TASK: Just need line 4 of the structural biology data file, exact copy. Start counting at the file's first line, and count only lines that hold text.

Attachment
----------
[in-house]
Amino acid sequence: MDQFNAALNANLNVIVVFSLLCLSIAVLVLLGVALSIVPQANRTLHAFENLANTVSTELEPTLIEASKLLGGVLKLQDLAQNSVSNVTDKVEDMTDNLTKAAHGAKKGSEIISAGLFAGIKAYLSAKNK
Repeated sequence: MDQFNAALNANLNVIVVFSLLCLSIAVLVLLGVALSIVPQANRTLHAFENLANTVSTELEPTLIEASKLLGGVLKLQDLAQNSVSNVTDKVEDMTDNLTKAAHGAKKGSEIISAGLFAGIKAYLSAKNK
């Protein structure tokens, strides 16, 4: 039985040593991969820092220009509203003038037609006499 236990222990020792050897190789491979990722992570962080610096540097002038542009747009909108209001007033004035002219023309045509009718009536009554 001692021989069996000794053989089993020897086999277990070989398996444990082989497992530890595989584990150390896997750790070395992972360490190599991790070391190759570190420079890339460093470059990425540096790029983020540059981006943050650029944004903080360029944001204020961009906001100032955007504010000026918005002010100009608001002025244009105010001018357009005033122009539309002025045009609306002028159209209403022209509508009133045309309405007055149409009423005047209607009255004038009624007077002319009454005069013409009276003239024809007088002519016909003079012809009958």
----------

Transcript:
């Protein structure tokens, strides 16, 4: 039985040593991969820092220009509203003038037609006499 236990222990020792050897190789491979990722992570962080610096540097002038542009747009909108209001007033004035002219023309045509009718009536009554 001692021989069996000794053989089993020897086999277990070989398996444990082989497992530890595989584990150390896997750790070395992972360490190599991790070391190759570190420079890339460093470059990425540096790029983020540059981006943050650029944004903080360029944001204020961009906001100032955007504010000026918005002010100009608001002025244009105010001018357009005033122009539309002025045009609306002028159209209403022209509508009133045309309405007055149409009423005047209607009255004038009624007077002319009454005069013409009276003239024809007088002519016909003079012809009958």